Clinical Data Management (CDM) is an integral part of clinical trials and enables clinical trial staff to extract valuable, accurate, high-quality data during the clinical trial process. The final results of a clinical trial are only good if the data collected is reliable. Incorrect data can result in the wrong conclusions being made which can be a risk to participants and can tarnish the reputation of Contract Research Organisations (CROs) and clinical trial sponsors. 

The CDM field has faced many changes over the years from data entry to electronic data capture (EDC), to the adoption of digital-enabled trials and the increased usage of data sources like biosensors, wearable devices and Electronic Health records (EHR). 

With the advancements in technology including machine and artificial learning, the Clinical Data Management sector is overall excited to explore the digital age of real-time data, collection, analysis and management.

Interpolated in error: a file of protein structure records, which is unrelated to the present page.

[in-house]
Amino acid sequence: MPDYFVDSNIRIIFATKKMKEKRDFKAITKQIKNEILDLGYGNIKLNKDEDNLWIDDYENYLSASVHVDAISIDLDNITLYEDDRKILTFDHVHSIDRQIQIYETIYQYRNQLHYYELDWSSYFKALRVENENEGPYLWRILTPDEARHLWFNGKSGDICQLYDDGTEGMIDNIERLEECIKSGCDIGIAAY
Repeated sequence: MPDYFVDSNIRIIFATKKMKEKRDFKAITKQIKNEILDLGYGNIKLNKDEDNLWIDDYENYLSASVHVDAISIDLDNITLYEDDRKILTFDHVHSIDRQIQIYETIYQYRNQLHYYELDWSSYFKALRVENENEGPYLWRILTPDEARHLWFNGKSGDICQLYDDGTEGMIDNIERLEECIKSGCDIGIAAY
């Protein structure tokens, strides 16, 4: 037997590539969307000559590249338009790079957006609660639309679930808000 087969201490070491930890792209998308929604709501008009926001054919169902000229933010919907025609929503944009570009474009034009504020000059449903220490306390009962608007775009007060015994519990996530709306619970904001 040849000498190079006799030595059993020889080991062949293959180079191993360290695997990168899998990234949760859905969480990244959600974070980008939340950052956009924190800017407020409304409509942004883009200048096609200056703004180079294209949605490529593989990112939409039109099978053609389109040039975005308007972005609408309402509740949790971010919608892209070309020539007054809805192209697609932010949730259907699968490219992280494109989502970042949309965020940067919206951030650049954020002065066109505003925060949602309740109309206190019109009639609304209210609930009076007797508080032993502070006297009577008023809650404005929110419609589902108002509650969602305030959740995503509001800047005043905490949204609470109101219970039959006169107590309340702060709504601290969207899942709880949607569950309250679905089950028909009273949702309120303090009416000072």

Clinical Data Management in the Past 

Data management has its beginnings in the 1920s after healthcare professionals realised that documenting patient care was a huge benefit as they were better able to treat patients that had an accurate medical history. Patient records established the treatments, details, complications and outcomes of patient care.  

In the past (the 1920s-1970s), Clinical Data Management was paper-based with all participant data being in one centralised location. This was made possible by CDM data entry staff who entered data from various sources including diaries, scales, lab reports and paper case report forms (CRFs). Having all the information in one place made the analysis of the data easier, although carrying out a manual analysis was time-consuming compared to the time it takes today.